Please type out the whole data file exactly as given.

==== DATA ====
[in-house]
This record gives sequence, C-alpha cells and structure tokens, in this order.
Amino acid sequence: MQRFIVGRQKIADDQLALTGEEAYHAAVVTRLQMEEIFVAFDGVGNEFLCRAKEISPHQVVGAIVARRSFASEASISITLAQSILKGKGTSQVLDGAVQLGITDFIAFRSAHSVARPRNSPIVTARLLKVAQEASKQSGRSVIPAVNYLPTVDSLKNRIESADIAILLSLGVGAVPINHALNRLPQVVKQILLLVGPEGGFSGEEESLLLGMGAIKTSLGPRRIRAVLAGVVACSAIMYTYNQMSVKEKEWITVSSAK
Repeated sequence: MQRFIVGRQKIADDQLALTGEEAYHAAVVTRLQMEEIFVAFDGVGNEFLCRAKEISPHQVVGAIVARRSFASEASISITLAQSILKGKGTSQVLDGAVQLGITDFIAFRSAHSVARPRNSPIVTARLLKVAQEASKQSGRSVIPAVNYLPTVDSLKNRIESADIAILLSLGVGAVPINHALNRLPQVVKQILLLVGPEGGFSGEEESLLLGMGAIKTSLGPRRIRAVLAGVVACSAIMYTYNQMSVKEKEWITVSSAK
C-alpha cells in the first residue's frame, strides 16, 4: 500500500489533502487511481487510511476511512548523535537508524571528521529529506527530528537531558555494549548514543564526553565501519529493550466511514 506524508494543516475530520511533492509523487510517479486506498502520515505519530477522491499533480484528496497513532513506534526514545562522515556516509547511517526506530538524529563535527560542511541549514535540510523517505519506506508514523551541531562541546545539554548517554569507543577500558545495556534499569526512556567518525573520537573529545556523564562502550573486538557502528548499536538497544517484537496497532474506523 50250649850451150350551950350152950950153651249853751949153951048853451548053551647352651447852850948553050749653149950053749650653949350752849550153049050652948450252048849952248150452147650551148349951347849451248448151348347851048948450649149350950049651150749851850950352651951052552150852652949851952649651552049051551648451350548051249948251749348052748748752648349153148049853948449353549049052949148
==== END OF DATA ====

[in-house]
This record gives sequence, C-alpha cells and structure tokens, in this order.
Amino acid sequence: MQRFIVGRQKIADDQLALTGEEAYHAAVVTRLQMEEIFVAFDGVGNEFLCRAKEISPHQVVGAIVARRSFASEASISITLAQSILKGKGTSQVLDGAVQLGITDFIAFRSAHSVARPRNSPIVTARLLKVAQEASKQSGRSVIPAVNYLPTVDSLKNRIESADIAILLSLGVGAVPINHALNRLPQVVKQILLLVGPEGGFSGEEESLLLGMGAIKTSLGPRRIRAVLAGVVACSAIMYTYNQMSVKEKEWITVSSAK
Repeated sequence: MQRFIVGRQKIADDQLALTGEEAYHAAVVTRLQMEEIFVAFDGVGNEFLCRAKEISPHQVVGAIVARRSFASEASISITLAQSILKGKGTSQVLDGAVQLGITDFIAFRSAHSVARPRNSPIVTARLLKVAQEASKQSGRSVIPAVNYLPTVDSLKNRIESADIAILLSLGVGAVPINHALNRLPQVVKQILLLVGPEGGFSGEEESLLLGMGAIKTSLGPRRIRAVLAGVVACSAIMYTYNQMSVKEKEWITVSSAK
C-alpha cells in the first residue's frame, strides 16, 4: 500500500489533502487511481487510511476511512548523535537508524571528521529529506527530528537531558555494549548514543564526553565501519529493550466511514 506524508494543516475530520511533492509523487510517479486506498502520515505519530477522491499533480484528496497513532513506534526514545562522515556516509547511517526506530538524529563535527560542511541549514535540510523517505519506506508514523551541531562541546545539554548517554569507543577500558545495556534499569526512556567518525573520537573529545556523564562502550573486538557502528548499536538497544517484537496497532474506523 50250649850451150350551950350152950950153651249853751949153951048853451548053551647352651447852850948553050749653149950053749650653949350752849550153049050652948450252048849952248150452147650551148349951347849451248448151348347851048948450649149350950049651150749851850950352651951052552150852652949851952649651552049051551648451350548051249948251749348052748748752648349153148049853948449353549049052949148